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Validating the computerised Austin Maze task in a Traumatic Brian Injury sample

Citation

Honan, CA and McDonald, S and Fisher, A, Validating the computerised Austin Maze task in a Traumatic Brian Injury sample, INS/ASSBI 5th Pacific Rim Conference, July 2015, Sydney, Australia (2015) [Conference Extract]

Abstract

Background and aims: An important aspect of cognitive functioning that is often impaired in people who have sustained a traumatic brain injury (TBI) is visuospatial learning and memory. A measure of visuospatial learning that has a long history in both clinical neuropsychological practice and research, especially in individuals with TBI, is the Austin Maze task (Bray & McDonald, 2010). However, this task has not been validated in a clinical population. The aim of this study was to assess the validity of the new computerised version of the Austin Maze task in TBI individuals.

Method: Participants included 28 individuals with moderate-to-severe TBI and 28 demographically matched healthy controls. Participants completed the Austin maze task together with alternative neuropsychological measures including the WAIS-III Digit Symbol and Digit Span subtests, the Trail Making Test, WMS-III Logical Memory, and Rey Osterrieth Complex Figure Test.

Results: TBI individuals performed significantly more poorly on the Austin Maze task than control participants. The Austin Maze task also demonstrated good convergent and divergent validity with the alternative neuropsychological measures. Thus, the computerised version of the Austin Maze appears to be a sensitive measure that can detect visuospatial learning impairments in individuals with moderate-to-severe TBI.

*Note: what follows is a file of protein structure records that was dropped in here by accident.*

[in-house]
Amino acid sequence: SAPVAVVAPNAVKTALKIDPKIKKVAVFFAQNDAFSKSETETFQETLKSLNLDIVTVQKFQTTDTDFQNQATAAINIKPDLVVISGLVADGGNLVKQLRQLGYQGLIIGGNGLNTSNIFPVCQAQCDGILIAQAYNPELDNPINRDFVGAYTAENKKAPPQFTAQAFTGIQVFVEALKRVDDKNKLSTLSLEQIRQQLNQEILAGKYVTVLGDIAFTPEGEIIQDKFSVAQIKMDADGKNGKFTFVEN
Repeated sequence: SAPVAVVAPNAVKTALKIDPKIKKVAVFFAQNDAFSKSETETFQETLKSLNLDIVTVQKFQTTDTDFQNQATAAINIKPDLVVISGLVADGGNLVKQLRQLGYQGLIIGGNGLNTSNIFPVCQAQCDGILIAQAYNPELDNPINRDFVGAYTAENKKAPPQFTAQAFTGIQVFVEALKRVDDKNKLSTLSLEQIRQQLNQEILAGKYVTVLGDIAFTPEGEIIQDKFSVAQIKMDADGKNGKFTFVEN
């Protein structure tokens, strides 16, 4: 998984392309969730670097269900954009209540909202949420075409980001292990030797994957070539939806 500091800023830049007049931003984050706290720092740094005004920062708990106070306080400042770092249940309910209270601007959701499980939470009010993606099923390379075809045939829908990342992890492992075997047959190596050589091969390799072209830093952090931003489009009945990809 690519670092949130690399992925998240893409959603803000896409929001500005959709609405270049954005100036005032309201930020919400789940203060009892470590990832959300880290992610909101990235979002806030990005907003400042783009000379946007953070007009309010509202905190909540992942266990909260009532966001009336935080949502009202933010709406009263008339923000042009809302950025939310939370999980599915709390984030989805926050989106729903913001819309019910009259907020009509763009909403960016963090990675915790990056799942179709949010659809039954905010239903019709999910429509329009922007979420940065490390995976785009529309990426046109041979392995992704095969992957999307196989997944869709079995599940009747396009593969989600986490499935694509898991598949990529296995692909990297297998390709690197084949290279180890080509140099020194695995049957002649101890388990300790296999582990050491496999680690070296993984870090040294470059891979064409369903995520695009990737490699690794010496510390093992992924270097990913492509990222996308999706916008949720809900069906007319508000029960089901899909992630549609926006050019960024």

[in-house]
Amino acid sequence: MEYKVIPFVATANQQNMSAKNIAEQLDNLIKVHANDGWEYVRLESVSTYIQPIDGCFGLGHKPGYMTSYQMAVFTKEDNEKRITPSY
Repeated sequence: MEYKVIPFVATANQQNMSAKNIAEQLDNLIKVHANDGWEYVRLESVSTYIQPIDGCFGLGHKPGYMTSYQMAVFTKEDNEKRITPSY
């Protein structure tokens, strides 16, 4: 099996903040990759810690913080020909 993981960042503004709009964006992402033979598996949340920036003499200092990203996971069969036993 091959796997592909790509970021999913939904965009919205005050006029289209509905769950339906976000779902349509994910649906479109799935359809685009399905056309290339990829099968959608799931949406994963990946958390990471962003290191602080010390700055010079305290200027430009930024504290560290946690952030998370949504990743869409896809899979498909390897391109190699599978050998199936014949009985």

Conclusions: The new computerised version Austin Maze task is a valid tool to assess visuospatial learning in those with acquired brain injury, which is also more accessible and easier to administer than the conventional form of the test.

Item Details

Item Type:Conference Extract
Research Division:Psychology and Cognitive Sciences
Research Group:Psychology
Research Field:Biological Psychology (Neuropsychology, Psychopharmacology, Physiological Psychology)
Objective Division:Health
Objective Group:Clinical Health (Organs, Diseases and Abnormal Conditions)
Objective Field:Nervous System and Disorders
Author:Honan, CA (Dr Cynthia Honan)
ID Code:104557
Year Published:2015
Deposited By:Psychology
Deposited On:2015-11-16
Last Modified:2016-03-22
Downloads:0

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